In the 1970's a problem arose for the viability of Popper's truthlikeness project. The problem, in short, was that all plausible measures of the truthlikeness of scientific theories were language dependent. This dissertation is primarily concerned to provide a substitute notion that can do the work 'verisimilitude' was intended to do without suffering from linguistic relativity. It is argued that the notion of 'knowledge', or 'knowledgelikeness', can suffice in this regard. ;Chapter One seeks to convince the reader that the notion (...)
  4. Scientific Truth and Statistical Method.Marcello Boldrini - 1972 - London: Griffin.
  5. Truthlikeness with a Human Face: On Some Connections Between the Theory of Verisimilitude and the Sociology of Scientific Knowledge.Jesús Zamora Bonilla - 2005 - Poznan Studies in the Philosophy of the Sciences and the Humanities 83:361-369.
    Verisimilitude theorists assume that science attempts to provide hypotheses with an increasing degree of closeness to the full truth; on the other hand, radical sociologists of science assert that flesh and bone scientists struggle to attain much more mundane goals . This paper argues that both points of view can be made compatible, for rational individuals only would be interested in engaging in a strong competition if they knew in advance the rules under which their outcomes are to be assessed, (...)
  6. The Abundant World: Paul Feyerabend's Metaphysics of Science.Matthew J. Brown - 2016 - Studies in History and Philosophy of Science Part A 57:142-154.
    The goal of this paper is to provide an interpretation of Feyerabend's metaphysics of science as found in late works like Conquest of Abundance and Tyranny of Science. Feyerabend's late metaphysics consists of an attempt to criticize and provide a systematic alternative to traditional scientific realism, a package of views he sometimes referred to as “scientific materialism.” Scientific materialism is objectionable not only on metaphysical grounds, nor because it provides a poor ground for understanding science, but because it implies problematic (...)
  7. Scientific Truth and Perceived Truth About Sexual Human Nature: Implications for Therapists.Joseph A. Buckhalt & Erica J. Gannon - 2000 - Behavioral and Brain Sciences 23 (4):595-596.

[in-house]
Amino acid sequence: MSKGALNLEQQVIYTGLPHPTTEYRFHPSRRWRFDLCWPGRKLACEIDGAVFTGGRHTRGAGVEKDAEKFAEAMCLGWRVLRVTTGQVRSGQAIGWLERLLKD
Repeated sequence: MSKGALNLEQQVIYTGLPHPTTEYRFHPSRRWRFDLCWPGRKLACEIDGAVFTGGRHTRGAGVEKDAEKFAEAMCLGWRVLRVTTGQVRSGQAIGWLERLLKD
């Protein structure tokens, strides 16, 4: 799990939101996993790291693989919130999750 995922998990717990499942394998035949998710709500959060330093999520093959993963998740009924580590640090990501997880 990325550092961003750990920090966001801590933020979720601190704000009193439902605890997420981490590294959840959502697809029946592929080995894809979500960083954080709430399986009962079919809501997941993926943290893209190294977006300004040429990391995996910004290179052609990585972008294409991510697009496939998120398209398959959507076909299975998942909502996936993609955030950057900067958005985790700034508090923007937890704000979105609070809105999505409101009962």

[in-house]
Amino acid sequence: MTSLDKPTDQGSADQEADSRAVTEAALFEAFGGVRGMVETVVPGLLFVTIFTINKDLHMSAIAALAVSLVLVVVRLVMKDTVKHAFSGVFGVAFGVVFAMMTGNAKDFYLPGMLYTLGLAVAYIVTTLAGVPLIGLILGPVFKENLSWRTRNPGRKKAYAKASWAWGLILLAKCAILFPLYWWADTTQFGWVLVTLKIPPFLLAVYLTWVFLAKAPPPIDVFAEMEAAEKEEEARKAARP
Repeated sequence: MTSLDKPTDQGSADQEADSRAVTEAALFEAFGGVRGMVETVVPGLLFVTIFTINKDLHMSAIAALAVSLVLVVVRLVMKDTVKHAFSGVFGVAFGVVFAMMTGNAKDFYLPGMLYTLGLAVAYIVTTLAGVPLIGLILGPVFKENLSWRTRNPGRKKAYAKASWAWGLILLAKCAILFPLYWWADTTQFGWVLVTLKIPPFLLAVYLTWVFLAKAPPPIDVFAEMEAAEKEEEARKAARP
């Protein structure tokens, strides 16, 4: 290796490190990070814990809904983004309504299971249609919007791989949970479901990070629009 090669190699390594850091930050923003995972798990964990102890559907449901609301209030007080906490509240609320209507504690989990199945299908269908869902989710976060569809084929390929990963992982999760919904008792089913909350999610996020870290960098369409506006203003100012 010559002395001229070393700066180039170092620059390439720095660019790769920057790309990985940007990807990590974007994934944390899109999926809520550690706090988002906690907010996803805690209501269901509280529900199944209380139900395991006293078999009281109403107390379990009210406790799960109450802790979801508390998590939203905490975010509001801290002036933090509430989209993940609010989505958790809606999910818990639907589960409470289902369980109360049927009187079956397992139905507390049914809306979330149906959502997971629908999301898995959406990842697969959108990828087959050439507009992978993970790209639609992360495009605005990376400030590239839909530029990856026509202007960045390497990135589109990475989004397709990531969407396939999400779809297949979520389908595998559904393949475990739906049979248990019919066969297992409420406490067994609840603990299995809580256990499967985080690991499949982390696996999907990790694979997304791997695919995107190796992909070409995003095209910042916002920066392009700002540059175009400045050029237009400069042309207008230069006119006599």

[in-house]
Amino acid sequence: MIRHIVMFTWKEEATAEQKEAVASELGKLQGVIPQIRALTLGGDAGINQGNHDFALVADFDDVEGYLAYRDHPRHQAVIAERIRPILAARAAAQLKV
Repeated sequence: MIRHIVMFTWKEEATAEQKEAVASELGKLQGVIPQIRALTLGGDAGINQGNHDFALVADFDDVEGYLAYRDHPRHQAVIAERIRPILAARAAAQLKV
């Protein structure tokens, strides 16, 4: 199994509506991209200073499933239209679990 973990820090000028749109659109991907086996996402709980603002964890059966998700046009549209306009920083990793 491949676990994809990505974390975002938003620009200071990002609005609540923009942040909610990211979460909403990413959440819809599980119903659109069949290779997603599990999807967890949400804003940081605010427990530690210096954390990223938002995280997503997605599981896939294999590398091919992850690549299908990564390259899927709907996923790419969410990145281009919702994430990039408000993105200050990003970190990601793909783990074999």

Therapists and their patients must deal with the negative sequelae of short term mating strategies. Implications for therapy of Gangestad & Simpson's strategic pluralism theory are compared with those of Buss's sexual strategies theory and Eagly's social role theory. Naive theories held by therapists and patients, as well as prevailing societal views, are posited as influential in determining the course and outcome of therapy.
  8. Extrapolation and Scientific Truth.Louis Caruana - unknown
  9. Knowledge, Truth and Plausibility.Carlo Cellucci - 2014 - Axiomathes 24 (4):517-532.
    From antiquity several philosophers have claimed that the goal of natural science is truth. In particular, this is a basic tenet of contemporary scientific realism. However, all concepts of truth that have been put forward are inadequate to modern science because they do not provide a criterion of truth. This means that we will generally be unable to recognize a scientific truth when we reach it. As an alternative, this paper argues that the goal of natural science is plausibility and (...)
  10. Exploding a Myth: "Conventional Wisdom" or Scientific Truth?J. Dunning-Davies - 2007 - Horwood.
    In this book Jeremy Dunning-Davies deals with the influence that "conventional wisdom" has on science, scientific research and development. He sets out to explode' the mythical conception that all scientific topics are open for free discussion and argues that no-one can openly raise questions about relativity, dispute the 'Big Bang' theory, or the existence of black holes, which all seem to be accepted facts of science rather than science fiction. In today's modern climate with "Britain's radioactive refuse heap already big (...)